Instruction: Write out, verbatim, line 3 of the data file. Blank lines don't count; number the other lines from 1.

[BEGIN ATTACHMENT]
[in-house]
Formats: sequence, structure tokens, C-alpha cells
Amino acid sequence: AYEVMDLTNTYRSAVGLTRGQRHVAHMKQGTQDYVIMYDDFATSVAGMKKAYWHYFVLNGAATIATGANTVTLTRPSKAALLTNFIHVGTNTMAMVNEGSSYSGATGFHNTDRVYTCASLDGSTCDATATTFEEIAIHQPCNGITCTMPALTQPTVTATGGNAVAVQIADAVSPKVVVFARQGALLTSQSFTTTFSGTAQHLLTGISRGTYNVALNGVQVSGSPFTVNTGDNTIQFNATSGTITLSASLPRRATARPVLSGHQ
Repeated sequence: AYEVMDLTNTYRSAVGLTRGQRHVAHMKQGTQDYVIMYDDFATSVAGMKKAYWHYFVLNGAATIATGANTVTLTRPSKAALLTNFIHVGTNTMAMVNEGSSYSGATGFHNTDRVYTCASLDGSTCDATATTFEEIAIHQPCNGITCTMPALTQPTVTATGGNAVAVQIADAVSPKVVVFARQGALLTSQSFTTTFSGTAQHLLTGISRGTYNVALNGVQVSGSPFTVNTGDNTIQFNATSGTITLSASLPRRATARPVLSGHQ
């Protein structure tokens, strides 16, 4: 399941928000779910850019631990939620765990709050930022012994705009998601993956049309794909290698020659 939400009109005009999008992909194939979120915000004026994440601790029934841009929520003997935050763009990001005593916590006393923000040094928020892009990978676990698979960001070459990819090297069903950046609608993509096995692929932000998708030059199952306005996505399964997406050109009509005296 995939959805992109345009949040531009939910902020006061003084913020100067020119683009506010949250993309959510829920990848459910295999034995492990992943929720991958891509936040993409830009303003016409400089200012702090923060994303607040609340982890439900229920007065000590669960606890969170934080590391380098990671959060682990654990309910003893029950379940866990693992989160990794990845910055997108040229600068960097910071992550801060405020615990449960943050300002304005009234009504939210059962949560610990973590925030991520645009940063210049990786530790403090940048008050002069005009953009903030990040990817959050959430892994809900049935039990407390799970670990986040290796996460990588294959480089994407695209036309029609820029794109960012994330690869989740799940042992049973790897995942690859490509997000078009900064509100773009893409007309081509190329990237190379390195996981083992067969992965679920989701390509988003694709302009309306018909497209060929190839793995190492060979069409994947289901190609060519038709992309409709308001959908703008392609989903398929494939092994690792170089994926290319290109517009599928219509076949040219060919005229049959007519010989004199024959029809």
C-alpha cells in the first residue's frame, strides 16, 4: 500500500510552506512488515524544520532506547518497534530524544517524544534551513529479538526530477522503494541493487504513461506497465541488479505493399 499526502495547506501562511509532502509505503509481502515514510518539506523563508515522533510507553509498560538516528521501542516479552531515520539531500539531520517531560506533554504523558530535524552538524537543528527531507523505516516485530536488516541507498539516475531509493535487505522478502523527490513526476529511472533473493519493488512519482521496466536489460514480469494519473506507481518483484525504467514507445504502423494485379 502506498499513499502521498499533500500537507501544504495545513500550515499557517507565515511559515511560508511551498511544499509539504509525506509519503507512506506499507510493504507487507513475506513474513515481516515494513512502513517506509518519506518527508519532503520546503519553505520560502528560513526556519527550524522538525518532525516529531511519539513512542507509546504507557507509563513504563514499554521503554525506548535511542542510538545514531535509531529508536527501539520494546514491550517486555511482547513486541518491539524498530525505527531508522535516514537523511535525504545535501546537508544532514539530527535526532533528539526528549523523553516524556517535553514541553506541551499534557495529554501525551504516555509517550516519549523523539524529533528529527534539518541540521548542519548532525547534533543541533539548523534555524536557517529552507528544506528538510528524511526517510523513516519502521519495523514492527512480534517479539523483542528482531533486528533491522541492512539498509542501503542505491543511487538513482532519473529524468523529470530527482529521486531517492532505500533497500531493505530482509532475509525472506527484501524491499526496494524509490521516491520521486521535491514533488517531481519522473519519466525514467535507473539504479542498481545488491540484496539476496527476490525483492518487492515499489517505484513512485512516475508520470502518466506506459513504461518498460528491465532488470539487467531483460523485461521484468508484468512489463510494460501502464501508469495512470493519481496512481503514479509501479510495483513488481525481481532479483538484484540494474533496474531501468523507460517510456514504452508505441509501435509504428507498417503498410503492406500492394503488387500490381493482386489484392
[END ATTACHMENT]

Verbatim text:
Amino acid sequence: AYEVMDLTNTYRSAVGLTRGQRHVAHMKQGTQDYVIMYDDFATSVAGMKKAYWHYFVLNGAATIATGANTVTLTRPSKAALLTNFIHVGTNTMAMVNEGSSYSGATGFHNTDRVYTCASLDGSTCDATATTFEEIAIHQPCNGITCTMPALTQPTVTATGGNAVAVQIADAVSPKVVVFARQGALLTSQSFTTTFSGTAQHLLTGISRGTYNVALNGVQVSGSPFTVNTGDNTIQFNATSGTITLSASLPRRATARPVLSGHQ